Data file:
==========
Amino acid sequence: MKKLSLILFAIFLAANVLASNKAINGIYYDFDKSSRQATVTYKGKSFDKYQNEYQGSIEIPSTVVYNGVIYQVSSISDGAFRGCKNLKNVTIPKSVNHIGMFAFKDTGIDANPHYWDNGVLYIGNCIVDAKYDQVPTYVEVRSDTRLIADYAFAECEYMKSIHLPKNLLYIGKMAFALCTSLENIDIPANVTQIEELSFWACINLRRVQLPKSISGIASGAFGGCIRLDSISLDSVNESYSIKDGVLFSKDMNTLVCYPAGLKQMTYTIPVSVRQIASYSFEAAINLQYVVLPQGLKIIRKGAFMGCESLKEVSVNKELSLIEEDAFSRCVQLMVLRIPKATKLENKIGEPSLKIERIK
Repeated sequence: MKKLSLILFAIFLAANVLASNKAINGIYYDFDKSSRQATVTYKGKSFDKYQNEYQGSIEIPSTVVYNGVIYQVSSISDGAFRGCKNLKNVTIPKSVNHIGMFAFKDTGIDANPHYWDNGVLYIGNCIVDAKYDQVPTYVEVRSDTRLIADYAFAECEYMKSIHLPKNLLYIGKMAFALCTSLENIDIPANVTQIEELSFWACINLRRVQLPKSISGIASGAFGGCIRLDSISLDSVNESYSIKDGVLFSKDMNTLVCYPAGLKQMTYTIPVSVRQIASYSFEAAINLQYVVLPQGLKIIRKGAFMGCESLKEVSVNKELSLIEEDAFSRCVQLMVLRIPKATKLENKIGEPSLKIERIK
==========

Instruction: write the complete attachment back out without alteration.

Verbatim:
Amino acid sequence: MKKLSLILFAIFLAANVLASNKAINGIYYDFDKSSRQATVTYKGKSFDKYQNEYQGSIEIPSTVVYNGVIYQVSSISDGAFRGCKNLKNVTIPKSVNHIGMFAFKDTGIDANPHYWDNGVLYIGNCIVDAKYDQVPTYVEVRSDTRLIADYAFAECEYMKSIHLPKNLLYIGKMAFALCTSLENIDIPANVTQIEELSFWACINLRRVQLPKSISGIASGAFGGCIRLDSISLDSVNESYSIKDGVLFSKDMNTLVCYPAGLKQMTYTIPVSVRQIASYSFEAAINLQYVVLPQGLKIIRKGAFMGCESLKEVSVNKELSLIEEDAFSRCVQLMVLRIPKATKLENKIGEPSLKIERIK
Repeated sequence: MKKLSLILFAIFLAANVLASNKAINGIYYDFDKSSRQATVTYKGKSFDKYQNEYQGSIEIPSTVVYNGVIYQVSSISDGAFRGCKNLKNVTIPKSVNHIGMFAFKDTGIDANPHYWDNGVLYIGNCIVDAKYDQVPTYVEVRSDTRLIADYAFAECEYMKSIHLPKNLLYIGKMAFALCTSLENIDIPANVTQIEELSFWACINLRRVQLPKSISGIASGAFGGCIRLDSISLDSVNESYSIKDGVLFSKDMNTLVCYPAGLKQMTYTIPVSVRQIASYSFEAAINLQYVVLPQGLKIIRKGAFMGCESLKEVSVNKELSLIEEDAFSRCVQLMVLRIPKATKLENKIGEPSLKIERIK